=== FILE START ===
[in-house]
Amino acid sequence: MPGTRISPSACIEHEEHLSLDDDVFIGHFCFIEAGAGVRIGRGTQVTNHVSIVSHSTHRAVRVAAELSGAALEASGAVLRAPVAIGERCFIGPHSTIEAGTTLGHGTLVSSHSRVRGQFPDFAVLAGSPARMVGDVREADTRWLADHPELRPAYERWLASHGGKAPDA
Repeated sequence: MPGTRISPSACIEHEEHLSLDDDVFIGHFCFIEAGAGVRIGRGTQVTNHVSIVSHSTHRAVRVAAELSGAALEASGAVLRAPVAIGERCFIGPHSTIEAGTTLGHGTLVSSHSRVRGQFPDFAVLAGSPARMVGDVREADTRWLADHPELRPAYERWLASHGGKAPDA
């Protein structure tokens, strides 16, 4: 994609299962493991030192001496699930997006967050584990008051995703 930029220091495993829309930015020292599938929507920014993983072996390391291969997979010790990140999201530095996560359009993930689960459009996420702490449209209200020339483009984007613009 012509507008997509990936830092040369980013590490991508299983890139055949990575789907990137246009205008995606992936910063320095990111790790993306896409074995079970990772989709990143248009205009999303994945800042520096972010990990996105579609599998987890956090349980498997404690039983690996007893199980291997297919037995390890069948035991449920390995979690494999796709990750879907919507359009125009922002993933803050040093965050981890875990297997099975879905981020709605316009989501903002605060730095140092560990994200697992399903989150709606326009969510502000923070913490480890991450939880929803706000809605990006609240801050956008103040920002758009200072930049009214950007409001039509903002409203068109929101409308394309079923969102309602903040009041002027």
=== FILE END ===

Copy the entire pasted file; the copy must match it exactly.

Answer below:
[in-house]
Amino acid sequence: MPGTRISPSACIEHEEHLSLDDDVFIGHFCFIEAGAGVRIGRGTQVTNHVSIVSHSTHRAVRVAAELSGAALEASGAVLRAPVAIGERCFIGPHSTIEAGTTLGHGTLVSSHSRVRGQFPDFAVLAGSPARMVGDVREADTRWLADHPELRPAYERWLASHGGKAPDA
Repeated sequence: MPGTRISPSACIEHEEHLSLDDDVFIGHFCFIEAGAGVRIGRGTQVTNHVSIVSHSTHRAVRVAAELSGAALEASGAVLRAPVAIGERCFIGPHSTIEAGTTLGHGTLVSSHSRVRGQFPDFAVLAGSPARMVGDVREADTRWLADHPELRPAYERWLASHGGKAPDA
């Protein structure tokens, strides 16, 4: 994609299962493991030192001496699930997006967050584990008051995703 930029220091495993829309930015020292599938929507920014993983072996390391291969997979010790990140999201530095996560359009993930689960459009996420702490449209209200020339483009984007613009 012509507008997509990936830092040369980013590490991508299983890139055949990575789907990137246009205008995606992936910063320095990111790790993306896409074995079970990772989709990143248009205009999303994945800042520096972010990990996105579609599998987890956090349980498997404690039983690996007893199980291997297919037995390890069948035991449920390995979690494999796709990750879907919507359009125009922002993933803050040093965050981890875990297997099975879905981020709605316009989501903002605060730095140092560990994200697992399903989150709606326009969510502000923070913490480890991450939880929803706000809605990006609240801050956008103040920002758009200072930049009214950007409001039509903002409203068109929101409308394309079923969102309602903040009041002027």